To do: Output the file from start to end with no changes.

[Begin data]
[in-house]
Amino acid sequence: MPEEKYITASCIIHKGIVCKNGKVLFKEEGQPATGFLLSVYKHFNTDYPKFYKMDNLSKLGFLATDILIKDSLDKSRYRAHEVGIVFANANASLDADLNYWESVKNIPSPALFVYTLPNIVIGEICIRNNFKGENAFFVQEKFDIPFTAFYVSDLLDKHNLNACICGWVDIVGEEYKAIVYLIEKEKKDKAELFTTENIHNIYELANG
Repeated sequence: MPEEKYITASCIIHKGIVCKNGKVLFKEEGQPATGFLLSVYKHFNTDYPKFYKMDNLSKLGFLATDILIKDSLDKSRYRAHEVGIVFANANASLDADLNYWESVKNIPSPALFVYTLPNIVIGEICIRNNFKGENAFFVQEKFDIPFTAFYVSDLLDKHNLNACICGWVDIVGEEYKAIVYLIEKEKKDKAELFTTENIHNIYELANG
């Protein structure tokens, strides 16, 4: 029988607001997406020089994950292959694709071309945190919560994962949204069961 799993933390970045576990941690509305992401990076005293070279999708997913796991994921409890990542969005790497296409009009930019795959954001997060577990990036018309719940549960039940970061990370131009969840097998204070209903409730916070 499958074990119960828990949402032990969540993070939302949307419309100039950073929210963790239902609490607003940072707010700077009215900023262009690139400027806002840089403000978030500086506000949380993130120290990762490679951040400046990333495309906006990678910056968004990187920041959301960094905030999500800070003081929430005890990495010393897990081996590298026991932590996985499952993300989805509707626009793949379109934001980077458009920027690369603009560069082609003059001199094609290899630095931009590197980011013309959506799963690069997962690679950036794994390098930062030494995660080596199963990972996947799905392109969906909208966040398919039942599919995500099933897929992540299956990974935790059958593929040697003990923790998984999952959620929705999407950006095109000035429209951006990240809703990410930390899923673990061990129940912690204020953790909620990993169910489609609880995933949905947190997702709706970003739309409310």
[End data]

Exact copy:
[in-house]
Amino acid sequence: MPEEKYITASCIIHKGIVCKNGKVLFKEEGQPATGFLLSVYKHFNTDYPKFYKMDNLSKLGFLATDILIKDSLDKSRYRAHEVGIVFANANASLDADLNYWESVKNIPSPALFVYTLPNIVIGEICIRNNFKGENAFFVQEKFDIPFTAFYVSDLLDKHNLNACICGWVDIVGEEYKAIVYLIEKEKKDKAELFTTENIHNIYELANG
Repeated sequence: MPEEKYITASCIIHKGIVCKNGKVLFKEEGQPATGFLLSVYKHFNTDYPKFYKMDNLSKLGFLATDILIKDSLDKSRYRAHEVGIVFANANASLDADLNYWESVKNIPSPALFVYTLPNIVIGEICIRNNFKGENAFFVQEKFDIPFTAFYVSDLLDKHNLNACICGWVDIVGEEYKAIVYLIEKEKKDKAELFTTENIHNIYELANG
């Protein structure tokens, strides 16, 4: 029988607001997406020089994950292959694709071309945190919560994962949204069961 799993933390970045576990941690509305992401990076005293070279999708997913796991994921409890990542969005790497296409009009930019795959954001997060577990990036018309719940549960039940970061990370131009969840097998204070209903409730916070 499958074990119960828990949402032990969540993070939302949307419309100039950073929210963790239902609490607003940072707010700077009215900023262009690139400027806002840089403000978030500086506000949380993130120290990762490679951040400046990333495309906006990678910056968004990187920041959301960094905030999500800070003081929430005890990495010393897990081996590298026991932590996985499952993300989805509707626009793949379109934001980077458009920027690369603009560069082609003059001199094609290899630095931009590197980011013309959506799963690069997962690679950036794994390098930062030494995660080596199963990972996947799905392109969906909208966040398919039942599919995500099933897929992540299956990974935790059958593929040697003990923790998984999952959620929705999407950006095109000035429209951006990240809703990410930390899923673990061990129940912690204020953790909620990993169910489609609880995933949905947190997702709706970003739309409310």